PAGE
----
Medicine has been one of the most provocative and coveted scientific professions for many years now. With primetime television shows about badass doctors breaking all the rules and falling in love with one another crowding our consciousness, the medical profession and the science behind it have become glamorized and skewed in a lot of ways. It can be easy to forget just how much science actually goes into the process of diagnosing a disease and then treating it. While this is not to say that the medical profession isn’t glamorous in its own right, we often lose sight of just how much science goes into the entire process. Disease and human illness are elusive scientific issues that have fascinated the human race and scientists for centuries now. These three diseases are some of the most baffling, intriguing, and frightening scientific conundrums in human history.
Polyglandular Addison’s Disease
This devastating disease is an extremely rare and endlessly devastating hormonal disorder. While Addison’s disease is more widely known, the polyglandular form is much rarer and more disabling. Affected patients are literally unable to produce the adrenaline our bodies use in response to stress. This adrenaline response is natural to our bodies and is known as the “fight or flight” hormone. It prepares the body for action and enables the body’s organs to respond to stress effectively without going into shock and shutting down. Polyglandular Addison’s disease patients are unable to produce adrenaline in these moments of stress and are at risk of sudden death or critical illness. This disease has no known cure, but can be managed through careful treatment with medications. Patients require daily treatment and constant attention for very everyday activities.
Trimethylaminuria (Fish Malodor Syndrome)
Trimethylaminuria (TMAU) is a metabolic disorder that prevents affected individuals from properly breaking down trimethylamine (TMA). As a result of this improper breakdown, patients give off a very strong fish smell at all times. Trimethylamine that is not broken down properly is released in the breath, sweat, urine, and other bodily secretions, giving off the overwhelming fishy odor. This disease, obviously, can be extremely detrimental to an individual’s social and psychological health. The smell cannot be masked by colognes, perfumes, or deodorants. There is currently no cure for the metabolic disorder, but patients can manage it with better education on the disease. By reducing the foods in their diet that convert to TMA, patients can reduce the excess TMA in their system that results in the odor. This is a challenging task with foods like eggs, legumes, certain meats, and fishes all containing precursor elements to TMA.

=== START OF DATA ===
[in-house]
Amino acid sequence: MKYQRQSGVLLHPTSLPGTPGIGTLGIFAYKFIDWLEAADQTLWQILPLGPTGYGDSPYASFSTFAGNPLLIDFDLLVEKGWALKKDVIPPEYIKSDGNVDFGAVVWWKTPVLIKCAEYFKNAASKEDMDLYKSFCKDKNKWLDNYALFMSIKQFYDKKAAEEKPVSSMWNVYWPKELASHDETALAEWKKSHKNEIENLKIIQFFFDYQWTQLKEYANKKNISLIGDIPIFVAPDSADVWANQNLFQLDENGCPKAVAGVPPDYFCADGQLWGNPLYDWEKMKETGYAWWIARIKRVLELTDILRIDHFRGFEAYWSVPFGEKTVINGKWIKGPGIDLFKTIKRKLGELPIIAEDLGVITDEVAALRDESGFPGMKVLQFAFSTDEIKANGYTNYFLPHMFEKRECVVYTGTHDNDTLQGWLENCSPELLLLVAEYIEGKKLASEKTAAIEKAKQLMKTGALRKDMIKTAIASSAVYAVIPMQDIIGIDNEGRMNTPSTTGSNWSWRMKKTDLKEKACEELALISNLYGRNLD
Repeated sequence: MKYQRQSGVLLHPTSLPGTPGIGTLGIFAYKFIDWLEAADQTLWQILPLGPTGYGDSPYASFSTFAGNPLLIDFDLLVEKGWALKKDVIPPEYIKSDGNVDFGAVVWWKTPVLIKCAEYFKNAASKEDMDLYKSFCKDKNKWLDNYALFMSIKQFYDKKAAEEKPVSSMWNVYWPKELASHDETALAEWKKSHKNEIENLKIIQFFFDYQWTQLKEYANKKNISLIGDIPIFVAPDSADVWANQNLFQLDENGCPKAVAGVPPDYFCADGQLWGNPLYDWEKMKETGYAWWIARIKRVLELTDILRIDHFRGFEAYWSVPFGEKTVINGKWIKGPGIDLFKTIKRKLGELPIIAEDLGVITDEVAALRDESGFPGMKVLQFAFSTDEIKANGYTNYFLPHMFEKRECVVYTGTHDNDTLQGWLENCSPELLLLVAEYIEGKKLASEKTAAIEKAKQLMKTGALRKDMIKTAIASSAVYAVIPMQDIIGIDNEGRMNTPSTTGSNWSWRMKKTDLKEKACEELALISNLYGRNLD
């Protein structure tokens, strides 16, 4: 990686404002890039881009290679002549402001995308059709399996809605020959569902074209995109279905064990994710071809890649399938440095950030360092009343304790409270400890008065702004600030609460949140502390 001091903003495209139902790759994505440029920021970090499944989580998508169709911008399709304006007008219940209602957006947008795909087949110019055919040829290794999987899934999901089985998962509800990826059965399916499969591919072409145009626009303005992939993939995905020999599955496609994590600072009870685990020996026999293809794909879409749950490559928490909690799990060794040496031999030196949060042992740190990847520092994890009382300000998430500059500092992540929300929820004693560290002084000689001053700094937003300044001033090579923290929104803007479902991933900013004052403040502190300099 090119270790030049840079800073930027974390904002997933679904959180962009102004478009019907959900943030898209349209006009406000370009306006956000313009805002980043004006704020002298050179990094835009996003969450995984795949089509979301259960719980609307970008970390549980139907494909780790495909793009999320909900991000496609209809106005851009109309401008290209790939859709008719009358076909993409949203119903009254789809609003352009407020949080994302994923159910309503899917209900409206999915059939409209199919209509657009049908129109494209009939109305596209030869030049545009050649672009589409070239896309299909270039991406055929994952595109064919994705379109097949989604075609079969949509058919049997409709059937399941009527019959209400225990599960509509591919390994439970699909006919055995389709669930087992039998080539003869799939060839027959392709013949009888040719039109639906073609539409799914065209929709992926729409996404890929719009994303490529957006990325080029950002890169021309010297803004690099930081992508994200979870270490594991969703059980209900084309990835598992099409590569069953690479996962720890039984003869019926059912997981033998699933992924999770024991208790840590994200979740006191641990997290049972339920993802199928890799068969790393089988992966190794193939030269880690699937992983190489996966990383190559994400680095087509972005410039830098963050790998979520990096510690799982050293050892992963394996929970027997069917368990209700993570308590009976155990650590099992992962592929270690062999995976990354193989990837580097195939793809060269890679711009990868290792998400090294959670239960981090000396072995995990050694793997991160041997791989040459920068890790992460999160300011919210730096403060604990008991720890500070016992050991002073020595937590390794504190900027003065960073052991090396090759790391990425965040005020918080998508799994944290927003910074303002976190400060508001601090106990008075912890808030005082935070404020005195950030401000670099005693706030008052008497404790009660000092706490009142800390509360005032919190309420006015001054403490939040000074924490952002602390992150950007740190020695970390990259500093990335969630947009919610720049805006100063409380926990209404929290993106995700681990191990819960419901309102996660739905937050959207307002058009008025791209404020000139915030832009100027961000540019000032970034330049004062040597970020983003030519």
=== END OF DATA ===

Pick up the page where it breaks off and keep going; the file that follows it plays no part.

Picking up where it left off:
Reflex Sympathetic Dystrophy
This disorder is one of the most frightening to make the list. Reflex sympathetic dystrophy is a nerve disorder that causes searing pain in the limbs as if they are on fire. Patients spend every waking moment feeling as if their limbs are swollen, hot to the touch, and on fire, causing you to sweat excessively. RSD involves several other symptoms as well, but is poorly understood in the scientific world. It is believed that the disease is caused by an abnormal chain reaction of the sympathetic nervous system. This body system regulates blood flow and other aspects of the skin. The elusiveness of this disease makes it very difficult to understand. Some patients are relieved of all symptoms seemingly overnight and without any treatment, while other sufferers undergo extensive treatment just to reduce the pain they feel. One of the treatments used in extreme cases of RSD is putting the patient into a Ketamine coma and attempting to “reset” the pain connections of the body.
Amelia Wood is a blogger and freelance writer who often writes to explain medical billing and coding online. She welcomes your questions and comments at email@example.com.
Tags: Amelia Wood, FIsh Malodor Syndrome, Polyglandular Addison's Disease, Reflex Sympathetic Dystrophy, RSD, TMAU, Trimethylaminuria | No Comments »